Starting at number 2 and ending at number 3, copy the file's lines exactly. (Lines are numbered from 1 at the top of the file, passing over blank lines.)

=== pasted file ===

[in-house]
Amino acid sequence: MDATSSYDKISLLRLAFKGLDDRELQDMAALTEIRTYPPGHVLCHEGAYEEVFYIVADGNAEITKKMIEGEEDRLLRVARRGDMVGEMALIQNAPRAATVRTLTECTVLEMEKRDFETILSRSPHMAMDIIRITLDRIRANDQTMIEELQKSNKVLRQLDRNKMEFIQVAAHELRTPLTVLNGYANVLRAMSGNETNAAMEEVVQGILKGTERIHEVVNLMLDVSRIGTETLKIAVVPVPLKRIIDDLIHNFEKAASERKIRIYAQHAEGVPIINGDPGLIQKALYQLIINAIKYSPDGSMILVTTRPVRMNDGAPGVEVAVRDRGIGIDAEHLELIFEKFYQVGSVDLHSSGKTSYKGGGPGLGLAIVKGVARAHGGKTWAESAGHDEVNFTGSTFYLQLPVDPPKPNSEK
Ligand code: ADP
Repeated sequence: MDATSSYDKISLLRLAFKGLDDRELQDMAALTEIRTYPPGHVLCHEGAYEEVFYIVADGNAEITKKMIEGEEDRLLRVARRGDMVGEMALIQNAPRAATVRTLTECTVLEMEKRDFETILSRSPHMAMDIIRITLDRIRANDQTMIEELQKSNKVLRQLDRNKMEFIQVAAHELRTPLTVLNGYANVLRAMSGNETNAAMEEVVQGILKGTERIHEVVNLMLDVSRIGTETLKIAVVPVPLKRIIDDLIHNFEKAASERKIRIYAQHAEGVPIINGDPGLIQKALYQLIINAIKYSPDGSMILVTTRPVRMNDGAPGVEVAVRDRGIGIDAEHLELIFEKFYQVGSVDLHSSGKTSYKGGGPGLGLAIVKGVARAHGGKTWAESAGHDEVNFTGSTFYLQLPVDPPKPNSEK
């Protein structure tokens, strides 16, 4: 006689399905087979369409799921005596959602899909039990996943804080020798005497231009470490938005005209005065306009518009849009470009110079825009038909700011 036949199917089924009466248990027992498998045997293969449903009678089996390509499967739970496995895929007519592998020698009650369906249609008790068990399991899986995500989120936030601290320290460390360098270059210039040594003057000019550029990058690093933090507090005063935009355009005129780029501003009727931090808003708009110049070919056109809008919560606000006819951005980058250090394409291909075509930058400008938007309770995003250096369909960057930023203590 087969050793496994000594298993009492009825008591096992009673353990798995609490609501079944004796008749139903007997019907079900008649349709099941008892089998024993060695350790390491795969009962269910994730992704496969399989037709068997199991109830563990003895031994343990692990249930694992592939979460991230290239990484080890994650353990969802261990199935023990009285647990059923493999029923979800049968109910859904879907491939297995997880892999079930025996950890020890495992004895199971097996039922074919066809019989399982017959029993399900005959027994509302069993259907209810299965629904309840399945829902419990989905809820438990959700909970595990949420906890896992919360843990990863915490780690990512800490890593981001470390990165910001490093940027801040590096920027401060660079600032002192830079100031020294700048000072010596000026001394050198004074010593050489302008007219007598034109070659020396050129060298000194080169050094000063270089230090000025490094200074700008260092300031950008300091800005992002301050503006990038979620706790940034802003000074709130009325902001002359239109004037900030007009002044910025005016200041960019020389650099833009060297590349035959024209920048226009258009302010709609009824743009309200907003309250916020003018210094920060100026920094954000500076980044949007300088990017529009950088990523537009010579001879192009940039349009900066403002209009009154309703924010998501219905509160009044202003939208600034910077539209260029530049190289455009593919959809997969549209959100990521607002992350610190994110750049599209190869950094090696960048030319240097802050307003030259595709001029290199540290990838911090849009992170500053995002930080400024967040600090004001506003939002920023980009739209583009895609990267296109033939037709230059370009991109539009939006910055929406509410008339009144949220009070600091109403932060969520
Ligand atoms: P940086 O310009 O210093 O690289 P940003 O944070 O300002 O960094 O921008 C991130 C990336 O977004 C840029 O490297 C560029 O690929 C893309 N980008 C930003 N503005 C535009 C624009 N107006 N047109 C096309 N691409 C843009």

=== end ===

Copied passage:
Amino acid sequence: MDATSSYDKISLLRLAFKGLDDRELQDMAALTEIRTYPPGHVLCHEGAYEEVFYIVADGNAEITKKMIEGEEDRLLRVARRGDMVGEMALIQNAPRAATVRTLTECTVLEMEKRDFETILSRSPHMAMDIIRITLDRIRANDQTMIEELQKSNKVLRQLDRNKMEFIQVAAHELRTPLTVLNGYANVLRAMSGNETNAAMEEVVQGILKGTERIHEVVNLMLDVSRIGTETLKIAVVPVPLKRIIDDLIHNFEKAASERKIRIYAQHAEGVPIINGDPGLIQKALYQLIINAIKYSPDGSMILVTTRPVRMNDGAPGVEVAVRDRGIGIDAEHLELIFEKFYQVGSVDLHSSGKTSYKGGGPGLGLAIVKGVARAHGGKTWAESAGHDEVNFTGSTFYLQLPVDPPKPNSEK
Ligand code: ADP